A Guyanese mother’s hope of seeing her three daughters again is pinned to the Ministry of National Security pardoning her breach of this country’s immigration laws and overstaying in T&T.
The mother, Shaneza Angela has not seen her children—Mikayla, seven; Attia, five; or two-year-old Shania since June 2015, when the youngest was pulled out of her arms at the Piarco International Airport and Angela was sent back to Guyana.
Angela first came to Trinidad when she was 18, intending to go to school and hopefully find work.
Angela took a flight to Trinidad and stayed with a relative in Charlieville, Chaguanas.
“When I came I tried to rewrite maths and English but couldn’t afford it because it was more expensive in Trinidad than at home.”
Instead, Angela got job at a supermarket near where she lived in Charlieville, packing shelves.
In 2008, Angela met a man and six months later, got pregnant with her first daughter, who she gave birth to on October 31.
She said after the birth of her daughter she started experiencing problems with her husband’s relatives. She said by that time she had already overstayed in T&T and she and her boyfriend decided to get married.
Things did not go as planned because Angela was now living illegally in T&T.
She said she called her parents and told them she wanted to return home and her mother purchased two one-way tickets for Angela and her daughter.
In January, Angela found out she was pregnant with her second child and told her boyfriend, who flew to Guyana in mid-January.
“We talked and he said he wasn’t ready for another child, but my parents in Guyana said no to an abortion. After two weeks, he went back to Trinidad. In March I tried to re-enter Trinidad, but because I overstayed, they said they could not allow me entry to the country. I said I would stay in Guyana and raise the two children.”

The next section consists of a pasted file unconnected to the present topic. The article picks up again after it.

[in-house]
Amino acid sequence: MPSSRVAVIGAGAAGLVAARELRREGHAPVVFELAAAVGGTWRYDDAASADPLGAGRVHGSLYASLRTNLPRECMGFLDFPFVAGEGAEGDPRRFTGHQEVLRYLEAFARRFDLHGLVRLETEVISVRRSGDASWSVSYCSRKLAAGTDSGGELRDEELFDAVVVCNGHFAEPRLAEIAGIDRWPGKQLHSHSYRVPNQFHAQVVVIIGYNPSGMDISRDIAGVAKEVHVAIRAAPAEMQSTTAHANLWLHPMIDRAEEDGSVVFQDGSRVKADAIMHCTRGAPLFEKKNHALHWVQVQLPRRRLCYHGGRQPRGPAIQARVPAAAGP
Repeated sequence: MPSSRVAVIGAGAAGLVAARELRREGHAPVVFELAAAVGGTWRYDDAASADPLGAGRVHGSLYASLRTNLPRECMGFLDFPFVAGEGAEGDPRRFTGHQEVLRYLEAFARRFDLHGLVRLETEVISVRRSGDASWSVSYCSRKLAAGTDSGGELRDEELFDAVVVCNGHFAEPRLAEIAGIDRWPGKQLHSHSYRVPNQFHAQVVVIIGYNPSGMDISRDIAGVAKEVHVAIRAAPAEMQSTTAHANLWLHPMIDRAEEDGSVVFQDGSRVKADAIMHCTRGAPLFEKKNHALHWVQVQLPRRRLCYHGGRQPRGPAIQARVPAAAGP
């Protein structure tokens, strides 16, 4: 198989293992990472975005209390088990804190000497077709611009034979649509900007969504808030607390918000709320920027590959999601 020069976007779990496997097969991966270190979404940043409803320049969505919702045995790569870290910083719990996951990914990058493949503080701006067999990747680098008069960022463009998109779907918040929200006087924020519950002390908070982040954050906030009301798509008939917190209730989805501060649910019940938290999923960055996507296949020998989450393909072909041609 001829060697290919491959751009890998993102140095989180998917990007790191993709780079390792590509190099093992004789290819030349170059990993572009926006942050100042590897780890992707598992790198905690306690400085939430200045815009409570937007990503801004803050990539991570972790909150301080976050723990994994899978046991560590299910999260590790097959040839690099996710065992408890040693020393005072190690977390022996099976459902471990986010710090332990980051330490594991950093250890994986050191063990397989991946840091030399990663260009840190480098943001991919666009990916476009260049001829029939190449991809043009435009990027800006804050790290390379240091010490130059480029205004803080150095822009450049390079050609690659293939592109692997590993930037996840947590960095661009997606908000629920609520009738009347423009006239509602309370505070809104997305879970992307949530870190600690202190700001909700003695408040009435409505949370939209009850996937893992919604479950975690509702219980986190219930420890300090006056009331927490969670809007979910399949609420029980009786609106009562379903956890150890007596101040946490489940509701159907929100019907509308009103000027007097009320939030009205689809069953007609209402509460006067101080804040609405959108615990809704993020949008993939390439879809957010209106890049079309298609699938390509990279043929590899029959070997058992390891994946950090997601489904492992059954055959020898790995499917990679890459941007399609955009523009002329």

Angela’s boyfriend at the time flew back to Guyana and the two got married so she could return.
On returning, they started the process to gain permanent residency for Angela so the family could stay together.
She gave birth to her second daughter in July 2011.
“We were going through the process for permanent residency but in 2012 I had problems with his mother, we moved out and went to live on our own. At first things were a little tough. I started working and it got easier.
“In earlier 2013, problems started again and by November 2013 I found out he withdrew himself from my residency process.”
It was around this time that Angela found out she was pregnant with her third child.
She said after the birth of her third child her husband told her he wanted her to move out. He kept the two older girls and she kept the baby.
“I went to a relative’s house first and after that a family friend decided to give me a room. I stayed there and kept thinking about my two girls.
It was not long before Angela started experiencing financial troubles. In October 2014, she had problems paying rent and had to move.
One weekend, she said, her husband took the two older children and did not bring them back.
The matter ended up in court and Angela and her husband eventually signed a mediation agreement with 47 points, including permission for Angela to take the youngest child to Guyana for two weeks.
It was when returning from this trip she was met with immigration officers who took her and baby Shania to the detention centre on Henry Street.
She said her husband came to the centre, took Shania from her arms and left, while she was put on a plane to Guyana.
“How can you take my daughter away from me?”
Her husband, who preferred to remain anonymous, said while he remembered her crying, he had had no choice but to take the baby after being contacted by Immigration Division.
In a telephone interview, he said he had no problem with her returning to the country or seeing her children as he was prepared to adhere to the mediation agreement.
“I don’t want any part in her returning though. She has to do that on her own.”